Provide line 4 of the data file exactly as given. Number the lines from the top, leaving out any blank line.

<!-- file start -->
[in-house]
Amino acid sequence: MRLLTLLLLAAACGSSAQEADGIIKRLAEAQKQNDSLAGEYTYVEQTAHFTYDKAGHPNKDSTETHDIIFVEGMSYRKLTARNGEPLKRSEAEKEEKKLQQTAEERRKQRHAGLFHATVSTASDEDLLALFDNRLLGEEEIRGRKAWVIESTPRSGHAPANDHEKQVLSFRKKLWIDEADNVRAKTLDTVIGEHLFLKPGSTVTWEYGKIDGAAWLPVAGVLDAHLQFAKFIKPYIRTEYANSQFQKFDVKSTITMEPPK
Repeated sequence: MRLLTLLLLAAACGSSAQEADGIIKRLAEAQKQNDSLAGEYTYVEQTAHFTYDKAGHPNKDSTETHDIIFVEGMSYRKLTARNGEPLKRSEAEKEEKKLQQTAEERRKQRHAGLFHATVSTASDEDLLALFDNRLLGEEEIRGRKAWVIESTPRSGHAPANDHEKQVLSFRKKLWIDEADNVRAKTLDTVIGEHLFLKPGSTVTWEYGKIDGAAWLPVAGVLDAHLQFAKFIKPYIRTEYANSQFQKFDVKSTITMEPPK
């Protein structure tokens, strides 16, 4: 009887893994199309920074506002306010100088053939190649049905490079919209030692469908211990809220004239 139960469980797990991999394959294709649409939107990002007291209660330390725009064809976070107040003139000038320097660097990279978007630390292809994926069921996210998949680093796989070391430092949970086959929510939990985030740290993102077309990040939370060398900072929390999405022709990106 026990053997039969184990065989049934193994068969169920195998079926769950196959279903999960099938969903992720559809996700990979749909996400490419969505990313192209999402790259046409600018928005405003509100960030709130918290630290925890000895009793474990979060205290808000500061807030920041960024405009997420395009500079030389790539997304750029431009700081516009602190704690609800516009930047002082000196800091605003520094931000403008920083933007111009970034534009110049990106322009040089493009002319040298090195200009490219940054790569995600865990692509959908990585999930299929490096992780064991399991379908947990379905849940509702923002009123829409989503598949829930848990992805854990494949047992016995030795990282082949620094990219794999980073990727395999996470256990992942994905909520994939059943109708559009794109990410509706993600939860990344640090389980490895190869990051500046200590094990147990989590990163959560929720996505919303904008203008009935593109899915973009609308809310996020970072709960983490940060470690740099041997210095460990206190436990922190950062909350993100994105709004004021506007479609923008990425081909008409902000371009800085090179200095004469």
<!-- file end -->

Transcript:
């Protein structure tokens, strides 16, 4: 009887893994199309920074506002306010100088053939190649049905490079919209030692469908211990809220004239 139960469980797990991999394959294709649409939107990002007291209660330390725009064809976070107040003139000038320097660097990279978007630390292809994926069921996210998949680093796989070391430092949970086959929510939990985030740290993102077309990040939370060398900072929390999405022709990106 026990053997039969184990065989049934193994068969169920195998079926769950196959279903999960099938969903992720559809996700990979749909996400490419969505990313192209999402790259046409600018928005405003509100960030709130918290630290925890000895009793474990979060205290808000500061807030920041960024405009997420395009500079030389790539997304750029431009700081516009602190704690609800516009930047002082000196800091605003520094931000403008920083933007111009970034534009110049990106322009040089493009002319040298090195200009490219940054790569995600865990692509959908990585999930299929490096992780064991399991379908947990379905849940509702923002009123829409989503598949829930848990992805854990494949047992016995030795990282082949620094990219794999980073990727395999996470256990992942994905909520994939059943109708559009794109990410509706993600939860990344640090389980490895190869990051500046200590094990147990989590990163959560929720996505919303904008203008009935593109899915973009609308809310996020970072709960983490940060470690740099041997210095460990206190436990922190950062909350993100994105709004004021506007479609923008990425081909008409902000371009800085090179200095004469």